@Abinadis friend;

    You will ONLY "always be right" by obedience to god IF your god is real; otherwise, you're fooling yourself.

    @VOR;

    I'm NOT rejecting "moral standards". I'm rejecting YOUR version of "moral standards".

    All;

    Traditionally, over all these 1000's of years you're discussing; the "family" model included THE ENTIRE CLAN, not just a mommy and a daddy.

    @Utah Businessman:

    Anybody who claims to have "great empathy" for gays, and then expects them to live celibate, sterile lives, is lying to themselves; they have no empathy.

  • 5 Orem, UT
    June 11, 2012 8:31 a.m.

    According to a study by a Jewish Rabbi and a Protestant Minister the only time in the history of the earth that civil authority of a culture sanctioned and supported gay unions was prior to the flood. Most societies have tolerated it, most notably the Romans and Greeks, but they didn't formally sanction and support it. The authors of the sudy postulate that was the reason God determined that children born at that time had no chance to choose right from wrong, therefore God destroyed civilization and started over.Do we face a similar fate, that is total distruction of our society by some catastrophic means?

  • georgeman Kearns, UT
    June 11, 2012 9:03 a.m.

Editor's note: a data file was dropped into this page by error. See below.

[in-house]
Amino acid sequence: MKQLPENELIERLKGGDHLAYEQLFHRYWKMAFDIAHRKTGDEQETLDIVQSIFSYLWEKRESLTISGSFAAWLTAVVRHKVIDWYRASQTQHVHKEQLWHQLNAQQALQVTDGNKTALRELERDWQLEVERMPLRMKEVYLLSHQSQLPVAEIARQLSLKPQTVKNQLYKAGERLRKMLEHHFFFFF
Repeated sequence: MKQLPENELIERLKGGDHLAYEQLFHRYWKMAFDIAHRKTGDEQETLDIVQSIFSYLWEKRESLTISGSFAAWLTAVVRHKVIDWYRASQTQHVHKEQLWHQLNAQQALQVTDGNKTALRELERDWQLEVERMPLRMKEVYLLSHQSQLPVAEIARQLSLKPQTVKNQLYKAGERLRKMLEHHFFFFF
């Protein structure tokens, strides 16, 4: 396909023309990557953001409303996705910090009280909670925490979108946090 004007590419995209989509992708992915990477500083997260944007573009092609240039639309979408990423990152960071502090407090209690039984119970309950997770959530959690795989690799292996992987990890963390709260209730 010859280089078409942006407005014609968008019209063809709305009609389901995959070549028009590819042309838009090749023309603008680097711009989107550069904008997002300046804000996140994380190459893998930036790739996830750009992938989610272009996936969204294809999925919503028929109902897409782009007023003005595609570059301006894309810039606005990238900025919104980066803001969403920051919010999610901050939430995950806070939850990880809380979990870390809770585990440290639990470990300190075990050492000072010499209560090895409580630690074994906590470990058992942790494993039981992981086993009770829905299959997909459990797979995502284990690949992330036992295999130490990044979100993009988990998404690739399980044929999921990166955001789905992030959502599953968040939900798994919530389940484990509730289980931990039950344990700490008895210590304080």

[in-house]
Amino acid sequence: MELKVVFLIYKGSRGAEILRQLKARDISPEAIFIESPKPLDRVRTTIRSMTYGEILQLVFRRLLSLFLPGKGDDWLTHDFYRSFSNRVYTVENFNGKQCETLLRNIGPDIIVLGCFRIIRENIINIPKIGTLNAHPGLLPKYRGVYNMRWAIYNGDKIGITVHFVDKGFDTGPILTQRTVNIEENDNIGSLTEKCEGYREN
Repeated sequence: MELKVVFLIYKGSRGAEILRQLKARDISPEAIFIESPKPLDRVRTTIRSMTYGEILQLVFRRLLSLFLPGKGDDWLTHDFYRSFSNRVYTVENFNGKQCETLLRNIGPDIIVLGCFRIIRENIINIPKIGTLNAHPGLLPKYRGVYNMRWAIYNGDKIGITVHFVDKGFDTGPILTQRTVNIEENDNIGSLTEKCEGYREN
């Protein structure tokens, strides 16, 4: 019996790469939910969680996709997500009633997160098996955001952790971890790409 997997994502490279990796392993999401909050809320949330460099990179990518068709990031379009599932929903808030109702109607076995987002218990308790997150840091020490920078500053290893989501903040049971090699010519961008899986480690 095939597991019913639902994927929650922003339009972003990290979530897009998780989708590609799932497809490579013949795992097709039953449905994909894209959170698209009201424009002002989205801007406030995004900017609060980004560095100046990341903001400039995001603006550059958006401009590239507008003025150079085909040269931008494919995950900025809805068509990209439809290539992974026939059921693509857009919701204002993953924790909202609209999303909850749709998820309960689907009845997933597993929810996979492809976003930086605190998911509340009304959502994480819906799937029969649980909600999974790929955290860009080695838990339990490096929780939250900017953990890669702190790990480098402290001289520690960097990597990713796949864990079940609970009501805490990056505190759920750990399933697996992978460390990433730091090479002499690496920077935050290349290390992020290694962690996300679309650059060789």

I remember when there were studies being done about single parent families and how that would affect children growing up. Single parents were all over the media showing how well adjusted their kids were, and how one parent can do jsut as well as two. Now after many decades of one parent running out on another and divorce becomming commonplace, we are seeing the consequences of single parenting.

    If history teaches us one thing, it is that we make choices now that we think are okay, but the outcomes won't be realized until we are too deep into it to change back.

    When the taboos of the past become commonplace, the taboos of the future will be what was commonplace in the past.

  • RanchHand Huntsville, UT
    June 11, 2012 9:36 a.m.

    @5;

    So the flood was the fault of "the gays"? Good grief, and I thought people couldn't possibly be any more ignorant than they currently are.

    ---